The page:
That time of year is here again, the mid-winter companion of NFL playoff games and college hoops and the bane of fathers everywhere, the Pinewood Derby. The time when fathers with a clue have to fight to not overtake the project – or not so much – and fathers without a clue roll their eyes and prepare for a long, l-o-o-o-n-g weekend. But this year’s different since it’s Youngest’s last Pinewood and it will be the last of ten consecutive years for which the PracticalDad household has had an entry. It’s also the last for me since I’ve been overseeing the efforts of multiple fathers to set up the track – replete with laser-tripped starter and finish lines and dedicated PC with racing software.
The same question exists this year as before, whether Youngest can win the prize for slowest car and it simply reinforces the surreality of the situation: has he won if he loses or will he fail if he wins? I’m fortunate though, in that he’s not thinking now in terms of sheer losing but producing a car that reflects his slightly goofy sense of humor. With luck, there’ll be a universe of two different trophies that he can win, Most Fuel Efficient or Funniest Car.
So the next week is going to be consumed with preparations for the race day – assuring that the software works and that the equipment is up to snuff, that the process is in place for the weigh-in of the cars and that we have enough volunteers in place to manage the process, and that the trophies are completed in a timely and good-looking fashion. The food will be left up to someone else entirely. But the hardest work will be with Youngest, helping him through the process of creating a decent car without actually taking over the hands-on aspects themselves and that will be more mental, ascertaining in advance what questions have to be asked that can lead him to decisions on how to proceed.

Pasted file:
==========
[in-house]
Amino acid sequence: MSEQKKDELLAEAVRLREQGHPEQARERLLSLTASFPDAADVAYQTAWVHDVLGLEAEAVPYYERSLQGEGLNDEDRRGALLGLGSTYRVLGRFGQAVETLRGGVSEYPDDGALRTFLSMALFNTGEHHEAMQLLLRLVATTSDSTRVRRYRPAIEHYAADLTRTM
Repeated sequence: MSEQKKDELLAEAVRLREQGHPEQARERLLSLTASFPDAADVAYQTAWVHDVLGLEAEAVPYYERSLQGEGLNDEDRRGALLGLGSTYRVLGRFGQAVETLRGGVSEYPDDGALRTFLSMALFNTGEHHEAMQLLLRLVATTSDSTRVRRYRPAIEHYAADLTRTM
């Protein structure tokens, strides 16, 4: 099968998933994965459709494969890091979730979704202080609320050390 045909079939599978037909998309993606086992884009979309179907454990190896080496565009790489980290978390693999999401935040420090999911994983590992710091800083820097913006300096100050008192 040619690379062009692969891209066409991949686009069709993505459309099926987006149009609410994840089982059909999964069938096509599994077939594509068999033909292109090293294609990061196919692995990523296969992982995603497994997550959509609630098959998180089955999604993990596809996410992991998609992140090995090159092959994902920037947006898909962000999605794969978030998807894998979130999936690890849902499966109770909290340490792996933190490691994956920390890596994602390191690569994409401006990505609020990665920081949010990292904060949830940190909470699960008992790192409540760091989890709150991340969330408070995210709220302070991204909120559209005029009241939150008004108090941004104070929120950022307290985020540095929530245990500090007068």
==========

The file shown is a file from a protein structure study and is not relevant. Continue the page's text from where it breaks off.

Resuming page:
Some months ago, I chatted with a mother at the store; this woman had also spent ten years as a cub scout leader for her two sons. I asked whether she missed it, the meeting preparations and all of the background work that came with being a volunteer for a kid’s organization. She responded that yes, I actually do miss it. In the aftermath, you forget the headaches and time spent, the misbehavior and the sheer lunacy that can result from children gathering together for events. When the next weekend’s Derby is finished, I suppose that I’ll also miss it and everything that it entails.
But not quite yet.